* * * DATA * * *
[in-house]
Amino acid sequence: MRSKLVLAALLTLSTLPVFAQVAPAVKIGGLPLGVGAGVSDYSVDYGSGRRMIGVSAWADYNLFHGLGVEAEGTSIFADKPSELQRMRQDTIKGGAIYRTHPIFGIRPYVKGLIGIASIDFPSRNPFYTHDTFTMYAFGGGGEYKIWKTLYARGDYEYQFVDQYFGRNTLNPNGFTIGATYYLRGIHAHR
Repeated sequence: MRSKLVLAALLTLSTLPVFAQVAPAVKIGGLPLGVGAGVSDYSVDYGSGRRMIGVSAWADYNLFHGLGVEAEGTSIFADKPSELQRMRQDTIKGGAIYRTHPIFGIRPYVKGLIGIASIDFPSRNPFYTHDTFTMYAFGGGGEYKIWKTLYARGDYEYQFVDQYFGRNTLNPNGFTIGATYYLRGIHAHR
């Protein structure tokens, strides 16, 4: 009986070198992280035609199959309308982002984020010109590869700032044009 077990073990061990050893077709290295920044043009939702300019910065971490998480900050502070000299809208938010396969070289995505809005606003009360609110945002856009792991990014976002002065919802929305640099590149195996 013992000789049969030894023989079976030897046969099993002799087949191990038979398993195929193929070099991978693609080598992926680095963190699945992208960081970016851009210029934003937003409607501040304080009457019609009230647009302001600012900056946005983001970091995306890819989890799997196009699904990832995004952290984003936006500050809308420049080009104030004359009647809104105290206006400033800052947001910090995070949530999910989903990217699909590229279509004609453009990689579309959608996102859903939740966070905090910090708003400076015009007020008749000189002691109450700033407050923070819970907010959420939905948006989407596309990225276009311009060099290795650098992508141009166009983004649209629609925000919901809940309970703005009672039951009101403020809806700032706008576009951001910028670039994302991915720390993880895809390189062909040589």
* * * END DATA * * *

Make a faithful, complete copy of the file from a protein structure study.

[in-house]
Amino acid sequence: MRSKLVLAALLTLSTLPVFAQVAPAVKIGGLPLGVGAGVSDYSVDYGSGRRMIGVSAWADYNLFHGLGVEAEGTSIFADKPSELQRMRQDTIKGGAIYRTHPIFGIRPYVKGLIGIASIDFPSRNPFYTHDTFTMYAFGGGGEYKIWKTLYARGDYEYQFVDQYFGRNTLNPNGFTIGATYYLRGIHAHR
Repeated sequence: MRSKLVLAALLTLSTLPVFAQVAPAVKIGGLPLGVGAGVSDYSVDYGSGRRMIGVSAWADYNLFHGLGVEAEGTSIFADKPSELQRMRQDTIKGGAIYRTHPIFGIRPYVKGLIGIASIDFPSRNPFYTHDTFTMYAFGGGGEYKIWKTLYARGDYEYQFVDQYFGRNTLNPNGFTIGATYYLRGIHAHR
């Protein structure tokens, strides 16, 4: 009986070198992280035609199959309308982002984020010109590869700032044009 077990073990061990050893077709290295920044043009939702300019910065971490998480900050502070000299809208938010396969070289995505809005606003009360609110945002856009792991990014976002002065919802929305640099590149195996 013992000789049969030894023989079976030897046969099993002799087949191990038979398993195929193929070099991978693609080598992926680095963190699945992208960081970016851009210029934003937003409607501040304080009457019609009230647009302001600012900056946005983001970091995306890819989890799997196009699904990832995004952290984003936006500050809308420049080009104030004359009647809104105290206006400033800052947001910090995070949530999910989903990217699909590229279509004609453009990689579309959608996102859903939740966070905090910090708003400076015009007020008749000189002691109450700033407050923070819970907010959420939905948006989407596309990225276009311009060099290795650098992508141009166009983004649209629609925000919901809940309970703005009672039951009101403020809806700032706008576009951001910028670039994302991915720390993880895809390189062909040589």